Austerity Chic in the U.K.





In the ocean of multinational praise still swelling around last year’s Big British Movie, “The King’s Speech,” a lone curmudgeon’s dinghy managed to bob its way onto the waters of consent. The review, not surprisingly, came from France. “Here is but the latest manifestation of British narcissism,” grumbled Thomas Sotinel, a reviewer for Le Monde. “It can be summarized thusly: We are ugly and boring, but, by Jove! We are right!”

We get the ugly/boring part: in “The King’s Speech,” we see a dun-colored England, between the wars. The wallpaper peels valiantly. Austerity will soon beget more austerity, and sex has not yet been invented. But the bit about being right also struck me as particularly, well, correct: not just about this film, but about the strain of rations-book-era nostalgia currently coursing through Britain. It’s a cultural moment and movement for which “The King’s Speech” — which consolidated its dominance with 12 Oscar nominations and 4 wins, including Best Picture — can be taken as a kind of introduction.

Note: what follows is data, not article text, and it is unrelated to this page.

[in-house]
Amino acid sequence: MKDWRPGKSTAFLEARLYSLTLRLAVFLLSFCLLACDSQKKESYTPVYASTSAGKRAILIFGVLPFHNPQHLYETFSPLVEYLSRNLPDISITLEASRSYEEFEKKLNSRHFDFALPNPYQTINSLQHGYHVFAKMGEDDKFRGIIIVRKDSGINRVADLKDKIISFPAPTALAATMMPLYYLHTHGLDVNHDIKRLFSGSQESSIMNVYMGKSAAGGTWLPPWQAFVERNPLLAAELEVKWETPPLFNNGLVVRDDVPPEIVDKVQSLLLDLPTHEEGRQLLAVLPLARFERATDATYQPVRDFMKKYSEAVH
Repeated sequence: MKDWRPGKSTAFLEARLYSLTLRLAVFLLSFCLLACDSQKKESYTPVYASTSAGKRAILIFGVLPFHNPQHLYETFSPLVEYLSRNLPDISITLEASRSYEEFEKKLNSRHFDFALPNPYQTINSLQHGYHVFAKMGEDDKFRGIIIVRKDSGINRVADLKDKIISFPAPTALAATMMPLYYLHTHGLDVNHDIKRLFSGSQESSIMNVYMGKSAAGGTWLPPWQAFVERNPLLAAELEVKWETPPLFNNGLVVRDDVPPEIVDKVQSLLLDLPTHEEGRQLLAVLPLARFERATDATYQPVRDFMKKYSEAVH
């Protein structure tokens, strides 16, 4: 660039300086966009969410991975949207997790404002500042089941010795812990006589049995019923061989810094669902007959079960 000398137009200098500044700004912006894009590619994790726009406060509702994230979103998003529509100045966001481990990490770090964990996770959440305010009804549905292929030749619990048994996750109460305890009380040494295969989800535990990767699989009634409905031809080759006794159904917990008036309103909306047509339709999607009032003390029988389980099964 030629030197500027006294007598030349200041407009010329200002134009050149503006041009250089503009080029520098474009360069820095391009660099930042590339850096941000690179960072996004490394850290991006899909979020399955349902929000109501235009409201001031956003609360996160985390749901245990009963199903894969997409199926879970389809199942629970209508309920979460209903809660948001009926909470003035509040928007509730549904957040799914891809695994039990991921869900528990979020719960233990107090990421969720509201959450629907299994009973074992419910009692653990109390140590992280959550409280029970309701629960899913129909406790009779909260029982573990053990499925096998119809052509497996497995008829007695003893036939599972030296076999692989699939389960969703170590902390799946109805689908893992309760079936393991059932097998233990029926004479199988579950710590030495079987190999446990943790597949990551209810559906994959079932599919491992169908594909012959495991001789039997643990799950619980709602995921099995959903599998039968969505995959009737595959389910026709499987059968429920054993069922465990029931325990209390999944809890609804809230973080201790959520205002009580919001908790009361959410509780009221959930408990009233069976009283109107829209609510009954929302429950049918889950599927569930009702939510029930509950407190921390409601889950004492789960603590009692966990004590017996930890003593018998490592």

The slogan for this movement is “Keep Calm and Carry On,” lifted from the wartime Ministry of Information poster that’s now standard décor in a certain kind of British starter loft. The current mascot? The newly laid-off City suit tending to winter swedes (a type of rutabaga) in an allotment plot he may or may not refer to as his “personal victory garden.” He’s aching to benevolently lecture anyone who will listen about simple frugal pleasures and the true meaning of community. His shelves are lined with books like “The British Home Front Pocket-Book,” a recently published compendium of wartime information leaflets, and Patricia Nicol’s “Sucking Eggs: What Your Wartime Granny Could Teach You About Diet, Thrift and Going Green,” a title that pretty much sums up the current bring-back-the-National-Loaf-State feel....


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